When it comes to unpaid taxes, a tool that the IRS uses to collect is wage garnishments. There are several notices that the IRS sends out to the respective taxpayer making them aware of their unpaid taxes and the garnishment that will be put in place if the taxes remain unpaid. If no payment comes forth, a notice then goes to the taxpayer’s employer, telling them a garnishment will be put in place. A portion of nonexempt wages will be going to the IRS for the foreseeable future until the wages pay off the sum owed, or the garnishment releases.
So, what notices does the IRS send out?
- CP14: This warns the taxpayer that a balance is due, demands payment for said balance and warns about wage garnishment.
- CP501 & CP503: This follow-up notice repeats the information of the first.
- CP504: This will describe an intent to levy.
- LT11/Letter 1158: This serves as a 30-day notice for the respective taxpayer to contest the levy. They can do so by requesting a hearing. After 30 days, the IRS issues a notice of garnishment to the employer.
How is wage garnishment determined?
There is no standard wage garnishment figure that everyone must abide by. The respective taxpayer will have a form to fill out. On that form they will list:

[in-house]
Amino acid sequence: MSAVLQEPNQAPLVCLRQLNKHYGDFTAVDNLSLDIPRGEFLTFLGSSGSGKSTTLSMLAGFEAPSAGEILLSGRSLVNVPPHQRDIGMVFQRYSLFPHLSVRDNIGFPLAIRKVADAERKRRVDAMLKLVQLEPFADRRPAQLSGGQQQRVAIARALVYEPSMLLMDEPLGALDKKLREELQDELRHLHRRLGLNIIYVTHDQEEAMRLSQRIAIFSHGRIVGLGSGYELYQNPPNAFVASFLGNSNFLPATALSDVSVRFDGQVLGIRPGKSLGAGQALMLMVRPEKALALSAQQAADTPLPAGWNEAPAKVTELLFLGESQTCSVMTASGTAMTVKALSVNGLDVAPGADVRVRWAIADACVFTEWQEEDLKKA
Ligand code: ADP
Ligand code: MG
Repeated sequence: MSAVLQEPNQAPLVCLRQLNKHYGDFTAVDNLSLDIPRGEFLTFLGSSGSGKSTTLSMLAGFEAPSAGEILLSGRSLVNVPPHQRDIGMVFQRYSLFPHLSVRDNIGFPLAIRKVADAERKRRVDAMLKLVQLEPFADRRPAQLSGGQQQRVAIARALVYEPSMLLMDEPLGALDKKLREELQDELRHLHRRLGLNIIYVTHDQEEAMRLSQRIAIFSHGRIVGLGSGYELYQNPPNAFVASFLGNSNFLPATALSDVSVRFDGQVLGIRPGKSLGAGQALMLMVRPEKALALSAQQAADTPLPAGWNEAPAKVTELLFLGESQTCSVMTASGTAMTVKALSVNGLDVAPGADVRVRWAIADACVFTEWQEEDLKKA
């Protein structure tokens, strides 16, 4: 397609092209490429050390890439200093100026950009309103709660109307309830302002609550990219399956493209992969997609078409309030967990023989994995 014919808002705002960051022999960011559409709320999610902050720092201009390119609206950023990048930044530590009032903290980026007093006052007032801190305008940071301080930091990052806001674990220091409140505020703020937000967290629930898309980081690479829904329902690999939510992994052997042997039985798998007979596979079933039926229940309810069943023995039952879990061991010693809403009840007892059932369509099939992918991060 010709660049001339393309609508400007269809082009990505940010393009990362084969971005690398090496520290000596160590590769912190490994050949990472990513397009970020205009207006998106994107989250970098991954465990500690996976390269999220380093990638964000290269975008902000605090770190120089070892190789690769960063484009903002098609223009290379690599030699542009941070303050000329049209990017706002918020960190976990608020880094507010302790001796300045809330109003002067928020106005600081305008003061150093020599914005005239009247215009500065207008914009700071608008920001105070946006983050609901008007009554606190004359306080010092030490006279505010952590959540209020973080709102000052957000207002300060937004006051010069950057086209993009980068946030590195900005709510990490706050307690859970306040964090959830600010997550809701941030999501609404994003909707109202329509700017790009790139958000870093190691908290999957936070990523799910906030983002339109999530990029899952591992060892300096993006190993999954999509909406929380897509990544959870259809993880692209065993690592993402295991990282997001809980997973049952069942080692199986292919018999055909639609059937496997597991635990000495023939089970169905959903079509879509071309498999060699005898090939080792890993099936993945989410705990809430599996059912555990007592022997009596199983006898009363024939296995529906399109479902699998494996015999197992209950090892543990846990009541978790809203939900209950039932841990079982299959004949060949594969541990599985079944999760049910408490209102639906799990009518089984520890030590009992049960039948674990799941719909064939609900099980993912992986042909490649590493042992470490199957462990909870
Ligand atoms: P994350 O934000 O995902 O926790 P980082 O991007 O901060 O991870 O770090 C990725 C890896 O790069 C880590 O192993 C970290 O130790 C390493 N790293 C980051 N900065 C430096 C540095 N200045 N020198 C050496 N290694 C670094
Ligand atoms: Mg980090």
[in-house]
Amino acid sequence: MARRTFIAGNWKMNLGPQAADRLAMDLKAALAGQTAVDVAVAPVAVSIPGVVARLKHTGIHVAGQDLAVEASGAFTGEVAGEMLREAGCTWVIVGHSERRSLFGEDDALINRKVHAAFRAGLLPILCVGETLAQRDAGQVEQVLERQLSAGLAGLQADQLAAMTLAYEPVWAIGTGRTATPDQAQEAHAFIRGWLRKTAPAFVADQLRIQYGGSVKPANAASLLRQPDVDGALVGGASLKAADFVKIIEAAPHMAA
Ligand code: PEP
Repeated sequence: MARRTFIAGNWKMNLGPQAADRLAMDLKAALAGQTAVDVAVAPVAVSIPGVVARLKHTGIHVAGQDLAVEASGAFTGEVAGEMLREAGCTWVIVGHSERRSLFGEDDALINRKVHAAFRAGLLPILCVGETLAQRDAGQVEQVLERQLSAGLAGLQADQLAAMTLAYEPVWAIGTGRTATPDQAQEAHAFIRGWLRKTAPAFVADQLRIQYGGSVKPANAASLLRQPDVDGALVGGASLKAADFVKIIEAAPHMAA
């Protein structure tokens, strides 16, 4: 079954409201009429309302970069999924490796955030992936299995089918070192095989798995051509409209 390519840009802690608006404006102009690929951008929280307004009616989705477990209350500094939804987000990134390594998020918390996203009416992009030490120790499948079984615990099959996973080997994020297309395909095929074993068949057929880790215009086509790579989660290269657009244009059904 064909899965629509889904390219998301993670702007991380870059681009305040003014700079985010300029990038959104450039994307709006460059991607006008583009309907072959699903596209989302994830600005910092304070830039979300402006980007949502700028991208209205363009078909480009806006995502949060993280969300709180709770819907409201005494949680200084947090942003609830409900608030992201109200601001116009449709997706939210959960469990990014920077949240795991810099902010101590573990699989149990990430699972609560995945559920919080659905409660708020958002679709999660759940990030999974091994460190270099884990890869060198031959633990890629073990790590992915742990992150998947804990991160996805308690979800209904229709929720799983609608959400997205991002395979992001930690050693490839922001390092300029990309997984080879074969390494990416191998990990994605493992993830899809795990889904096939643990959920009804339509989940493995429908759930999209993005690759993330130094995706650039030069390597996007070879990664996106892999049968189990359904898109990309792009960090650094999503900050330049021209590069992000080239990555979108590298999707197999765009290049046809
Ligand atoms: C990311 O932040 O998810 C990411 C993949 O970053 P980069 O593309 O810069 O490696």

- Filing status
- Number of dependents claimed
These two factors will pair against the frequency of one’s pay. Publication 1494 will have more information about this process. For example, a taxpayer with 0 dependents with weekly pay would have $234.62 exempt from the levy. Any income made above that goes to the IRS.
But, there are scenarios that warrant a release of this wage garnishment. For instance, the taxpayer can establish an installment agreement. There are multiple kinds of installment agreements that serve to repay the taxes owed.
But sometimes even an installment agreement is not possible. Maybe the taxpayer has unfiled returns, or they’re simply not making enough money. Garnishment is meant to pay off debts, not put one in aggressive financial hardship.
Facing wage garnishment is intimidating and scary. Reaching out to a legal professional experienced in tax law could make a huge difference in handling a case, managing the stress, and giving a more fully formed outlook for the future.
The answer is intended to be for informational purposes only. It should not be relied on as legal advice, nor construed as a form of attorney-client relationship.
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